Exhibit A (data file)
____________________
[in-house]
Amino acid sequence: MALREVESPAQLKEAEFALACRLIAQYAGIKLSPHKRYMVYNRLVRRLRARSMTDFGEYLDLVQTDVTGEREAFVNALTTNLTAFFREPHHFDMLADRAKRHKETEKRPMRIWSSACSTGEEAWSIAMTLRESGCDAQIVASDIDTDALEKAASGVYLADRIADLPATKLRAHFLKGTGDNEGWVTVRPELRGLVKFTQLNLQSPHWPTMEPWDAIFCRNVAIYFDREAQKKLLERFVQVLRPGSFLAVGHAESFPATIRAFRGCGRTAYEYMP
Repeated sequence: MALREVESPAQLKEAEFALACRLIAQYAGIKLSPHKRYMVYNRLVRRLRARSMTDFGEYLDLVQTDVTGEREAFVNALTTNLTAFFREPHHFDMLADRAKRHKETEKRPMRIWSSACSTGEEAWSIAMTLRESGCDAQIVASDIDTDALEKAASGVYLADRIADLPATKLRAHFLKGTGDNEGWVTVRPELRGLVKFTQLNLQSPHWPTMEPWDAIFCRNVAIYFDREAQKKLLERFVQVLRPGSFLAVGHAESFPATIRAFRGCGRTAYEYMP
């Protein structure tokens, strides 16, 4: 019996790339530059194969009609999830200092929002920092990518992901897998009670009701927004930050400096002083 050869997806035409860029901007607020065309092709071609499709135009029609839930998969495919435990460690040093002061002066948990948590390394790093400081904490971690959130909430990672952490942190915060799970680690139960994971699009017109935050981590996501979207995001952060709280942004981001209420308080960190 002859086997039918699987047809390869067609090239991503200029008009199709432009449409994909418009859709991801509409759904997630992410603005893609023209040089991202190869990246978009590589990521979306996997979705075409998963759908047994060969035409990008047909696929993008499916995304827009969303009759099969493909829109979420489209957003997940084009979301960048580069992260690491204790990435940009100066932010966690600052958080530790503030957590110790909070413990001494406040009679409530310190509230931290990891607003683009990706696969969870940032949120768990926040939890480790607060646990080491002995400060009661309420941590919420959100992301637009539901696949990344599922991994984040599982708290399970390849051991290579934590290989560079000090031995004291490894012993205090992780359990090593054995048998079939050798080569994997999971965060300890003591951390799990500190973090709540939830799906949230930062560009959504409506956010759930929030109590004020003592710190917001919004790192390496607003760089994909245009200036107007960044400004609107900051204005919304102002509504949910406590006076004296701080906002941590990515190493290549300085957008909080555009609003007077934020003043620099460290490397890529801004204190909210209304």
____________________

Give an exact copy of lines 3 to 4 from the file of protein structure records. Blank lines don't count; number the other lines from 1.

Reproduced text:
Repeated sequence: MALREVESPAQLKEAEFALACRLIAQYAGIKLSPHKRYMVYNRLVRRLRARSMTDFGEYLDLVQTDVTGEREAFVNALTTNLTAFFREPHHFDMLADRAKRHKETEKRPMRIWSSACSTGEEAWSIAMTLRESGCDAQIVASDIDTDALEKAASGVYLADRIADLPATKLRAHFLKGTGDNEGWVTVRPELRGLVKFTQLNLQSPHWPTMEPWDAIFCRNVAIYFDREAQKKLLERFVQVLRPGSFLAVGHAESFPATIRAFRGCGRTAYEYMP
């Protein structure tokens, strides 16, 4: 019996790339530059194969009609999830200092929002920092990518992901897998009670009701927004930050400096002083 050869997806035409860029901007607020065309092709071609499709135009029609839930998969495919435990460690040093002061002066948990948590390394790093400081904490971690959130909430990672952490942190915060799970680690139960994971699009017109935050981590996501979207995001952060709280942004981001209420308080960190 002859086997039918699987047809390869067609090239991503200029008009199709432009449409994909418009859709991801509409759904997630992410603005893609023209040089991202190869990246978009590589990521979306996997979705075409998963759908047994060969035409990008047909696929993008499916995304827009969303009759099969493909829109979420489209957003997940084009979301960048580069992260690491204790990435940009100066932010966690600052958080530790503030957590110790909070413990001494406040009679409530310190509230931290990891607003683009990706696969969870940032949120768990926040939890480790607060646990080491002995400060009661309420941590919420959100992301637009539901696949990344599922991994984040599982708290399970390849051991290579934590290989560079000090031995004291490894012993205090992780359990090593054995048998079939050798080569994997999971965060300890003591951390799990500190973090709540939830799906949230930062560009959504409506956010759930929030109590004020003592710190917001919004790192390496607003760089994909245009200036107007960044400004609107900051204005919304102002509504949910406590006076004296701080906002941590990515190493290549300085957008909080555009609003007077934020003043620099460290490397890529801004204190909210209304």